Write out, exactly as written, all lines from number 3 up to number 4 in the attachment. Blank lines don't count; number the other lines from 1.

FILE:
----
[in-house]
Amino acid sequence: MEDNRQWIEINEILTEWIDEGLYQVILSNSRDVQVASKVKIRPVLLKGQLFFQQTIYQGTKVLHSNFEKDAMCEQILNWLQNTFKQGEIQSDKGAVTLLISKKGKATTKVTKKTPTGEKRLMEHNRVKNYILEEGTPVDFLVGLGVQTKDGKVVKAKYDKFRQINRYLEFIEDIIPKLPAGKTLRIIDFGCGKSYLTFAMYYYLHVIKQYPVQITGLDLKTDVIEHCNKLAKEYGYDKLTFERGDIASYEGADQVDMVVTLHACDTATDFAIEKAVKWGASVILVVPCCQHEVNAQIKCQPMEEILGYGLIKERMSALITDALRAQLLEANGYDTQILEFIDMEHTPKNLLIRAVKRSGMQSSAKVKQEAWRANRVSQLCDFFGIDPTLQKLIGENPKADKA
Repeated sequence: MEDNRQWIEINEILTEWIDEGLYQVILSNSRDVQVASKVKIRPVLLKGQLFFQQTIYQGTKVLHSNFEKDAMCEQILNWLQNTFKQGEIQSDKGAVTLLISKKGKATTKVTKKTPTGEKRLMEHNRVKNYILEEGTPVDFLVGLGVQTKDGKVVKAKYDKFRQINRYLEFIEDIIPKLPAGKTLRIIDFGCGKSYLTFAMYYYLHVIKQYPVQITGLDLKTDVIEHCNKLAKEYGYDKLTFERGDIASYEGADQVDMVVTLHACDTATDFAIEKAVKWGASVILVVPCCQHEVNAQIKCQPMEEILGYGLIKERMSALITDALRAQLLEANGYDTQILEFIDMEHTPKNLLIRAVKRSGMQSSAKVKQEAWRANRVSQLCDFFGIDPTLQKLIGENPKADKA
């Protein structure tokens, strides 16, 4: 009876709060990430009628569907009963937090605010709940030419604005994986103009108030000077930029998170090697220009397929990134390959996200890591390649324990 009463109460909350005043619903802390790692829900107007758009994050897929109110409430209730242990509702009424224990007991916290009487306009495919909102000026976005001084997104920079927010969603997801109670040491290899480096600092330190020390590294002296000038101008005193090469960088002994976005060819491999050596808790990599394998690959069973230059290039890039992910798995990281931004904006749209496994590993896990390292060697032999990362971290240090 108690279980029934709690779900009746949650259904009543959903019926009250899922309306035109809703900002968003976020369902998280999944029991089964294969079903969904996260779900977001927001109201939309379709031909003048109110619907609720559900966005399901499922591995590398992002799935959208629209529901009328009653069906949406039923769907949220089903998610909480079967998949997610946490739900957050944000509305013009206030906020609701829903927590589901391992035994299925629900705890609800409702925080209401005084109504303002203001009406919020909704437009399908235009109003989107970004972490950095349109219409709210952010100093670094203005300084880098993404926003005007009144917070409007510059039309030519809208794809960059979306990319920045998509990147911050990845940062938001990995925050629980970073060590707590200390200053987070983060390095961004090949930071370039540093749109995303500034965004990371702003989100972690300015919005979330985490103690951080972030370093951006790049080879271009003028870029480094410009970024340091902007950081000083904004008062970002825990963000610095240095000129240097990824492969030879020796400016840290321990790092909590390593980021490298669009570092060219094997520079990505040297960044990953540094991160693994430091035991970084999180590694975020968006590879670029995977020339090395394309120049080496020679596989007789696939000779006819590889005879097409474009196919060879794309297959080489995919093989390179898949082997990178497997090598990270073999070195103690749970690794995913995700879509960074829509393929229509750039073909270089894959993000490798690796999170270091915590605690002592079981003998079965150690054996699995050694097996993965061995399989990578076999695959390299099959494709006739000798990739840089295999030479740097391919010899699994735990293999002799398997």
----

Repeated sequence: MEDNRQWIEINEILTEWIDEGLYQVILSNSRDVQVASKVKIRPVLLKGQLFFQQTIYQGTKVLHSNFEKDAMCEQILNWLQNTFKQGEIQSDKGAVTLLISKKGKATTKVTKKTPTGEKRLMEHNRVKNYILEEGTPVDFLVGLGVQTKDGKVVKAKYDKFRQINRYLEFIEDIIPKLPAGKTLRIIDFGCGKSYLTFAMYYYLHVIKQYPVQITGLDLKTDVIEHCNKLAKEYGYDKLTFERGDIASYEGADQVDMVVTLHACDTATDFAIEKAVKWGASVILVVPCCQHEVNAQIKCQPMEEILGYGLIKERMSALITDALRAQLLEANGYDTQILEFIDMEHTPKNLLIRAVKRSGMQSSAKVKQEAWRANRVSQLCDFFGIDPTLQKLIGENPKADKA
């Protein structure tokens, strides 16, 4: 009876709060990430009628569907009963937090605010709940030419604005994986103009108030000077930029998170090697220009397929990134390959996200890591390649324990 009463109460909350005043619903802390790692829900107007758009994050897929109110409430209730242990509702009424224990007991916290009487306009495919909102000026976005001084997104920079927010969603997801109670040491290899480096600092330190020390590294002296000038101008005193090469960088002994976005060819491999050596808790990599394998690959069973230059290039890039992910798995990281931004904006749209496994590993896990390292060697032999990362971290240090 108690279980029934709690779900009746949650259904009543959903019926009250899922309306035109809703900002968003976020369902998280999944029991089964294969079903969904996260779900977001927001109201939309379709031909003048109110619907609720559900966005399901499922591995590398992002799935959208629209529901009328009653069906949406039923769907949220089903998610909480079967998949997610946490739900957050944000509305013009206030906020609701829903927590589901391992035994299925629900705890609800409702925080209401005084109504303002203001009406919020909704437009399908235009109003989107970004972490950095349109219409709210952010100093670094203005300084880098993404926003005007009144917070409007510059039309030519809208794809960059979306990319920045998509990147911050990845940062938001990995925050629980970073060590707590200390200053987070983060390095961004090949930071370039540093749109995303500034965004990371702003989100972690300015919005979330985490103690951080972030370093951006790049080879271009003028870029480094410009970024340091902007950081000083904004008062970002825990963000610095240095000129240097990824492969030879020796400016840290321990790092909590390593980021490298669009570092060219094997520079990505040297960044990953540094991160693994430091035991970084999180590694975020968006590879670029995977020339090395394309120049080496020679596989007789696939000779006819590889005879097409474009196919060879794309297959080489995919093989390179898949082997990178497997090598990270073999070195103690749970690794995913995700879509960074829509393929229509750039073909270089894959993000490798690796999170270091915590605690002592079981003998079965150690054996699995050694097996993965061995399989990578076999695959390299099959494709006739000798990739840089295999030479740097391919010899699994735990293999002799398997």